Carr recounts the exploits of many famous explorers of the day, such as Elisha Kent Kane, whose Artic trips influenced Church, and noted that music was very important to Church and he was close with New Orleans-borned pianist and composer Louis Moreau Gottschalk (1829-1869) with whom he shared "an affection for the tropics," according to Carr.

"Niagara Falls from the American Side"

"Niagara Falls from the American Side," 102 1/2 by 91 inches, 1867, National Gallery of Scotland (exhibited only at the Portland Museum of Art, Maine)

"Niagara was the nexus of Church’s greatest artistic success. He visited it at least four times, twice in 1856, once in 1858, and again in 1875. Each of his three major studio paintings of the subject…, produced at five-year intervals, depicted the site from a differing vantage point. Focusing on the American falls, the latest canvas in this sequence, (1867, National Gallery Scotland...) is also Church’s largest painting measured by surface area. Sent to Paris incognito to be chromolithographed during the International Exposition of 1867, it made its public debut at a London commercial gallery in February, 1868. After that, it returned to the United States for showings in Boston, Philadelphia and New York before entering the collection of New York department store entrepreneur, Alexander Turney Stewart (1803-1876). Stewart purchased it from the artist who had reacquired it from its first owner, the New York art dealer Michael Knoedler [whose gallery still exists and is on the same block as the Berry-Hill Galleries]. Knoedler’s contracted purchase sum - presumably recouped by Church - was $15,000, the highest the artist ever obtained. Stewart certified his prize with a portrait of Church painted on the coved ceiling of the art gallery at his New York town house. Eventually, in 1887, a wealthy New York businessman of Scottish birth, John Stewart Kennedy (1830-1909), bought the painting at the New York auction of Stewart’s collection. As a gesture to his native country, he immediately donated the mammoth canvas to the National Gallery of Scotland, putting it on a boat to Edinburgh. After its arrival, coincident with the opening of the "American Exhibition" in London, it was hung in the octagon of William Henry Playfair’s museum building, generating complimentary articles in local newspapers. Those paragraphs comprise the final extensive press coverage given to a Church painting during his lifetime."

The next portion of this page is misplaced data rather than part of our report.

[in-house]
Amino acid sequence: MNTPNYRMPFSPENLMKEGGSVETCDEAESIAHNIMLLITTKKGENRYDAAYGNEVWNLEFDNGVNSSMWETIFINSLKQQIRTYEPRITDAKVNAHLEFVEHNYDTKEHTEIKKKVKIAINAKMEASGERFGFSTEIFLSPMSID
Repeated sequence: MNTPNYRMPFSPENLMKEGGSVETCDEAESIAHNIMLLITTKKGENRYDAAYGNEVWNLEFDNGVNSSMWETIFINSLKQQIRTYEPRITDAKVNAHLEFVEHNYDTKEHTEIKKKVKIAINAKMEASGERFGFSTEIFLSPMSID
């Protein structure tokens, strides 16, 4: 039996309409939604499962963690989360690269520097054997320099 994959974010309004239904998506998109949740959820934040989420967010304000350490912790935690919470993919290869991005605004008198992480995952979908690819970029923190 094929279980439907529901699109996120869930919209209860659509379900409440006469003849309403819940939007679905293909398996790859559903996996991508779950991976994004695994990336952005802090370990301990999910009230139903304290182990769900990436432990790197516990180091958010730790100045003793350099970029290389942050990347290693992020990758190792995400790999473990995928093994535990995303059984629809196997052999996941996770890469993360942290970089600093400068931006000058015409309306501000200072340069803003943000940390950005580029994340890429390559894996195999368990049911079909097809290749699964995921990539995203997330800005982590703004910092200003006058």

This painting, shown above, is only being shown in this traveling exhibition at the Portland Museum of Art in Maine.

His first painting of Niagara, of course, was exhibited frequently during its first two decades, winning a medal at the Paris International Exposition of 1867 and was eventually bought at auction by William Wilson Corcoran, the founder of the Corcoran Gallery of Art in Washington, D.C., for $12,500 in December 1876 [which] set a record for American art. "After its New York unveiling in March 1857, various American artists, among them George Inness, used the watershed image (so to say) as target practice (so to speak) for the rest of the century," Carr wrote.